Susan Ross, Health Science and Recreation lecturer, and undergraduate students offered leisure interest screenings. Lovegifty Dudero, HSR undergraduate student, said she used the screening to talk with seniors about what they like to do on their free time. The results of the assessment identifies strengths and weaknesses of leisure activities such as physical, outdoor, mechanical, artistic, service, social, cultural and reading activities.

“From the results we can provide different leisure activities to help improve their weaknesses,” Dudero said, after finishing an assessment.

Lovegifty Dudero, student volunteer, administering a leisure screening with Senior Wellness Fair participant.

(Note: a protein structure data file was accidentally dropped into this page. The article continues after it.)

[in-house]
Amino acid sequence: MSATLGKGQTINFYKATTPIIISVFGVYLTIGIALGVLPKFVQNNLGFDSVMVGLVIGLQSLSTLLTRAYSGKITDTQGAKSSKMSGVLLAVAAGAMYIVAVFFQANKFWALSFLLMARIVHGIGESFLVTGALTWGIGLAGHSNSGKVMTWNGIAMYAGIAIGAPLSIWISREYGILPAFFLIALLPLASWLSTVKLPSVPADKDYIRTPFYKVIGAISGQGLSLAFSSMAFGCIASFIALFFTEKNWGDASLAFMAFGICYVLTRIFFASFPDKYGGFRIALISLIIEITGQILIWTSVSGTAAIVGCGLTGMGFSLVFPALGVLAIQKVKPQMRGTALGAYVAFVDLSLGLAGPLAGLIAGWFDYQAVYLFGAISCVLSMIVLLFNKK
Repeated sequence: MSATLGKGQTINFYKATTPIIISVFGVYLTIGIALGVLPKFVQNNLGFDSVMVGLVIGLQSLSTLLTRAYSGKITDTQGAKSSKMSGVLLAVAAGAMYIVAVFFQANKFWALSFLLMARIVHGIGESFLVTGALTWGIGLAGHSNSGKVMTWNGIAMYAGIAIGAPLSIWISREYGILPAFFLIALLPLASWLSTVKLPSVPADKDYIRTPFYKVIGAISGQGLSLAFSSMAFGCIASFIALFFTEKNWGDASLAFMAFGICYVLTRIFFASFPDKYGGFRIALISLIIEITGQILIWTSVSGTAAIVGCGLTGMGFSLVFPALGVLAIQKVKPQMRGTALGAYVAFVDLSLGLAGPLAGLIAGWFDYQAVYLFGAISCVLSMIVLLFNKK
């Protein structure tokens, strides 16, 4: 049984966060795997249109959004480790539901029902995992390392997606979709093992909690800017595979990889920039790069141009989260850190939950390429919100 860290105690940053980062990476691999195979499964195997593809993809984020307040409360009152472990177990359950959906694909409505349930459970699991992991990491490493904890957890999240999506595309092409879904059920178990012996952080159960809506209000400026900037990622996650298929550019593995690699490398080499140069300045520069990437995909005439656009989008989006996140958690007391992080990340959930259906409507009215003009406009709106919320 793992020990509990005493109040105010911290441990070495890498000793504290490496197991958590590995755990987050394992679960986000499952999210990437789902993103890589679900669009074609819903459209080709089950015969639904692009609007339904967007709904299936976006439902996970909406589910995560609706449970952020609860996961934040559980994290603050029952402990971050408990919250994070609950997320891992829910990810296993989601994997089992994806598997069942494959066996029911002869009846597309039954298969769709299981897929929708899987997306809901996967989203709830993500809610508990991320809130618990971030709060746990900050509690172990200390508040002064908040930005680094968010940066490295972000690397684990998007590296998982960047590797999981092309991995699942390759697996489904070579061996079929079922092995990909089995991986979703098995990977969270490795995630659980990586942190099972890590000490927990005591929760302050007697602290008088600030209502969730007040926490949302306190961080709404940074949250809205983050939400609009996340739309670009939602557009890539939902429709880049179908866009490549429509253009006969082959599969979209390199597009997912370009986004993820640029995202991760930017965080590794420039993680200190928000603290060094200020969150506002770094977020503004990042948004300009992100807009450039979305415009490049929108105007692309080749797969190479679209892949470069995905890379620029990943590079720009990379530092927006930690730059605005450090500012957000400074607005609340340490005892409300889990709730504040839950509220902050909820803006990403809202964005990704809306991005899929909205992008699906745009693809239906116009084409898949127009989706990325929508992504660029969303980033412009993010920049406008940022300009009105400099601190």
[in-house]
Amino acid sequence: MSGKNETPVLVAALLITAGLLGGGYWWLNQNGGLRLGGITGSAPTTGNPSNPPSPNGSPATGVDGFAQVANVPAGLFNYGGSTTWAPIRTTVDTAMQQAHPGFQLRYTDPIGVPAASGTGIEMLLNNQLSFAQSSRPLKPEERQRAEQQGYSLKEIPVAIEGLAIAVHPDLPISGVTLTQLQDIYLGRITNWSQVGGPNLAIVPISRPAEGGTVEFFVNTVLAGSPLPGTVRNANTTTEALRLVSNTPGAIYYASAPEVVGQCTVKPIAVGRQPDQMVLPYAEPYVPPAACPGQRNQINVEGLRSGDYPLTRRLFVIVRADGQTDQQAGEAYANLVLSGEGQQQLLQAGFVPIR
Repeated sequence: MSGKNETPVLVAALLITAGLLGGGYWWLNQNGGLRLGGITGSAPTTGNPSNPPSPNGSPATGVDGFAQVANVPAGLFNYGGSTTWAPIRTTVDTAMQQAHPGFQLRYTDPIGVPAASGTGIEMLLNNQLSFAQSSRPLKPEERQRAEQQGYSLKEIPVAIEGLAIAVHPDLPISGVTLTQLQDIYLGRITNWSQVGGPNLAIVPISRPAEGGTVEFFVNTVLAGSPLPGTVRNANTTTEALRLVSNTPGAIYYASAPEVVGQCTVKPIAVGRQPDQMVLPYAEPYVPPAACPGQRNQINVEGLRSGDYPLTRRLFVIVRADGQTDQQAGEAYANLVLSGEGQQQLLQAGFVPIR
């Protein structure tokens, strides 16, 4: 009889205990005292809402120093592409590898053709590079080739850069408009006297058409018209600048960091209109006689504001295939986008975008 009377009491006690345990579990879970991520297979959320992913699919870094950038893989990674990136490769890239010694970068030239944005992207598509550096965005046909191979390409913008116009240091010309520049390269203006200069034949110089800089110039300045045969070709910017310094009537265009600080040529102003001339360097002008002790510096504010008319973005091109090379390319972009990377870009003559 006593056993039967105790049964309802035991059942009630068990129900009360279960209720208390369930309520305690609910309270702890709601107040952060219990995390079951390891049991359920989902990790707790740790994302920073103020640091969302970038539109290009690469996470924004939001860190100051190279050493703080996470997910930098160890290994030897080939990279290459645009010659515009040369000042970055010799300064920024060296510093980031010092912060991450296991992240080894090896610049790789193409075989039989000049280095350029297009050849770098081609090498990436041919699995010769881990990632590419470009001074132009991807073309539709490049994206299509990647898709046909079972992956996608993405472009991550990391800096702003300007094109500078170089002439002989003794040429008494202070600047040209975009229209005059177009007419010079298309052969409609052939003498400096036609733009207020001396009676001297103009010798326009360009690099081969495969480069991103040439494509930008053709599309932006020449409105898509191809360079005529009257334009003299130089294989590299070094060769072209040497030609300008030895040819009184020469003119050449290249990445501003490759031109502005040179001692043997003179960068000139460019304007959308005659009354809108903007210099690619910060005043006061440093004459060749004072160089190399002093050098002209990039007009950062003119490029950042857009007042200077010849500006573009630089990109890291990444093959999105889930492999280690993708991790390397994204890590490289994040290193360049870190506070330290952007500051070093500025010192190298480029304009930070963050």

Lovegifty Dudero, student volunteer, administering a leisure screening with Senior Wellness Fair participant.

“Learning is one of the most life giving things a person can do,” said Ross, as she explained the goal of the student volunteers to teach people how to gain more novelty using the leisure screening. Other activities from NuFS included aging myths and aroma therapy.

An additional amount of students from SJSU volunteered their time to assist with various tasks at the fair. Desiree Barton, Daniela Zea and Chantelle Patel, School of Journalism and Mass Communications (JMC) undergraduate students, volunteered to take pictures of the event and interview seniors who attend.

“One of the most resourceful things for them is that everything is in one place and the free flu shots,” said Patel, after interviewing senior participants.

The JMC students plan to use the pictures and video interviews to create a video for CHAMP to spread awareness of the Senior Wellness Fair.